Oprah often refers to “AHA moments.” These are moments that give perspective; moments that inspire feelings of gratitude. These are moments that may be subtle, dramatic, personal, or public.
They are defined by the Merriam-Webster Dictionary as: a moment of sudden realization, inspiration, insight, recognition or comprehension. It is a beautiful thing.
The more aware I become of myself and my surroundings, the more I notice them. Notably, I have the clearest thoughts when I am running.
I take in my surroundings, whether I am just going for a little run from my apartment to the oceanside trail, or being back on the beloved West Coast trail that surrounds the UVic campus, doing a pre-comp shakeout along the beach in the Bahamas, or exploring a new trail in the endless Flagstaff terrain. I can’t help but feel like I am one of the luckiest girls in the world.
“AHA moments” don’t just come from being in a favourite or new place. They can come anytime. It is the realization that arises when you put life in perspective.
No matter how hectic things become, what curve balls are thrown, I’ve learned the importance of focusing on being grounded. Reminding myself of the people who support me, my wonderful friends and family.
It was the moment when I got home from my trip and I was lying on my couch looking up at a painting that I just put up on my wall. My new roommate (my Vikes teammate, Andrea) had picked up some beautiful irises and placed them in a vase on the coffee table. The scene I had in front of me, as I sipped my coffee and listened to the street sounds coming through my apartment screen door, allowed me to have a simple moment of bliss.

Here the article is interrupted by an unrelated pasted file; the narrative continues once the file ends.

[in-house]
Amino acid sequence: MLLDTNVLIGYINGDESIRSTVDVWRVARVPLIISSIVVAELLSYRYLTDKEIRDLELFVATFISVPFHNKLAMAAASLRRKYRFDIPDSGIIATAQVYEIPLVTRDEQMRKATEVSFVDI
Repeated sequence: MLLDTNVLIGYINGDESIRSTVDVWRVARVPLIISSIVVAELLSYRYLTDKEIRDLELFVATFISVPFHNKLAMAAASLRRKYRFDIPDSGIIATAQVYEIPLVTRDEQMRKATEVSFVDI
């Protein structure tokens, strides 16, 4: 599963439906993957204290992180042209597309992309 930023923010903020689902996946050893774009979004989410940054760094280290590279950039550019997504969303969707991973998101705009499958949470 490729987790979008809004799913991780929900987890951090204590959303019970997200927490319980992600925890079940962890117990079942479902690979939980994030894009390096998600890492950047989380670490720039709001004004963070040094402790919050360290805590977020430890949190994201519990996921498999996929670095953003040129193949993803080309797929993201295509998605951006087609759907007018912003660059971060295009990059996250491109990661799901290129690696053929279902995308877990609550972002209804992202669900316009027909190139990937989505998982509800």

After a fantastic, month-long altitude camp in Flagstaff (honestly, another one of my paradises… just with a little bit less oxygen), I jetted off to Nassau, Bahamas to represent Canada at the IAAF World Relays Championships in the 4x800m.
The meet was such a fun way to open up the 2015 outdoor season. There’s something about having three other people keep you accountable to yourself and them in order to perform, but in another sense takes a bit of pressure off by having a sense of team where you can all support each other.
It was the perfect way to kick off the season: there was a sold out stadium of screaming track fans, nice weather and a beautiful track. I ended up splitting 2.03.18, marking a new personal best season opener.
The team was made up of Rachel Aubrey, Lizzie Whalen and Karine Belleau-Béliveau. The gun went off and we got in there – while the American team had a stellar day and took off, earning themselves a well deserved national record, it was a five-way fight for the silver and bronze spots.
We situated ourselves well, running gutsy and smooth. We came up short, in 6th spot, while still being so close to medal position at the finish line. I am so proud of these ladies for putting on such a show. As it is early in the season, this was a great start and a way to ‘bust the rust’. I am honoured and beyond proud to represent my country.
When hearing the results from the west coast at Stanford last weekend (Payton Jordan Invitational), I was beaming with pride as so many different updates popped up showing that World Championship/Olympic Standards were dropping like flies.
It was a great day for Canadian middle distance, showing the increasing depth and solidarity of our team. Hey… hey… world, don’t sleep on Canada!
After a week at home, which allowed me to reset, enjoy my favourite coffee shops, organize my life, and put in a week of training, I was off again to L.A., California for one of the biggest middle distance races in North America: the Hoka One One Middle Distance Classic. The race went well, I won my heat and while the time wasn’t quite what I was hoping for, it was a great place to start.
(Reposted from my personal blog: read more here)